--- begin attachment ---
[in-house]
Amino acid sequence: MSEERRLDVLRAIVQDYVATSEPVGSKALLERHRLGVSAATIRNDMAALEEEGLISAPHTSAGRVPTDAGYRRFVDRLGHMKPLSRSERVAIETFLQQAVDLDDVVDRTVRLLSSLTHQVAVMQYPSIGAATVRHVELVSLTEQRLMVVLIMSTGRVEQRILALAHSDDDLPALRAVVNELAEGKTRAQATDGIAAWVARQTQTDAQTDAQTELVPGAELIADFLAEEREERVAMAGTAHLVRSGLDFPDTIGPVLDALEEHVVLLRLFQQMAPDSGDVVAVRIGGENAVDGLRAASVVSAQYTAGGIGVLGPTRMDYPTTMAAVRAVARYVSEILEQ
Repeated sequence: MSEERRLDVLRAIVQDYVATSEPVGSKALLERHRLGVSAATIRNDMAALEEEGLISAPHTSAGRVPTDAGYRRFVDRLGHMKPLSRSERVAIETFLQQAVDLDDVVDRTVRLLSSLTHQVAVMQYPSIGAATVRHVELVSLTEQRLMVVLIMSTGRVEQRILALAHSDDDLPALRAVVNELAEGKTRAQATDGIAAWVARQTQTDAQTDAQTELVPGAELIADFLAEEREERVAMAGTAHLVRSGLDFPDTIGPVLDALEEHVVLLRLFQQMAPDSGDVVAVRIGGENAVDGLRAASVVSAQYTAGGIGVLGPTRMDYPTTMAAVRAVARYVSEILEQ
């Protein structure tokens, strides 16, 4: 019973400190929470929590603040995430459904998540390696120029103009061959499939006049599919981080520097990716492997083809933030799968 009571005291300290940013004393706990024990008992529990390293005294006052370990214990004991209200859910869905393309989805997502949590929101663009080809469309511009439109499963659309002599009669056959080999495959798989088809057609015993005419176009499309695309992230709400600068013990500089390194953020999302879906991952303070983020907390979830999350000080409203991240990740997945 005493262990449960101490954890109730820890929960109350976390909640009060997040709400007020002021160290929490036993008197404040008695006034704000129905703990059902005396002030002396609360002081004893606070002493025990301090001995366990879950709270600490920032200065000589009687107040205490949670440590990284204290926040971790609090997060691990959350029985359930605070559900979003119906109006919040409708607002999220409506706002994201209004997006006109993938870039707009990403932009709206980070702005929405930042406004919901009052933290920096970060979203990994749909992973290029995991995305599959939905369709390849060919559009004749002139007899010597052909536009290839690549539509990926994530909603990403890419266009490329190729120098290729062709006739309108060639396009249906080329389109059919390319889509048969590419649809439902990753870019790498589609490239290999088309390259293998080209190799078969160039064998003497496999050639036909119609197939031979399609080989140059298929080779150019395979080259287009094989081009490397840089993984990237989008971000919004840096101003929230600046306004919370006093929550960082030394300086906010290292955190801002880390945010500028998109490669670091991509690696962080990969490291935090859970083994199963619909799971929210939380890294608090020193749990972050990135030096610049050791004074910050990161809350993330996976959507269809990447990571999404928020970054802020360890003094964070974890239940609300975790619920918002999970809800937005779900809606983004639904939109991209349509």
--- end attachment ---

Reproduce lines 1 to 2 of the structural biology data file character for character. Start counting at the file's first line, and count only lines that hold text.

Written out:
[in-house]
Amino acid sequence: MSEERRLDVLRAIVQDYVATSEPVGSKALLERHRLGVSAATIRNDMAALEEEGLISAPHTSAGRVPTDAGYRRFVDRLGHMKPLSRSERVAIETFLQQAVDLDDVVDRTVRLLSSLTHQVAVMQYPSIGAATVRHVELVSLTEQRLMVVLIMSTGRVEQRILALAHSDDDLPALRAVVNELAEGKTRAQATDGIAAWVARQTQTDAQTDAQTELVPGAELIADFLAEEREERVAMAGTAHLVRSGLDFPDTIGPVLDALEEHVVLLRLFQQMAPDSGDVVAVRIGGENAVDGLRAASVVSAQYTAGGIGVLGPTRMDYPTTMAAVRAVARYVSEILEQ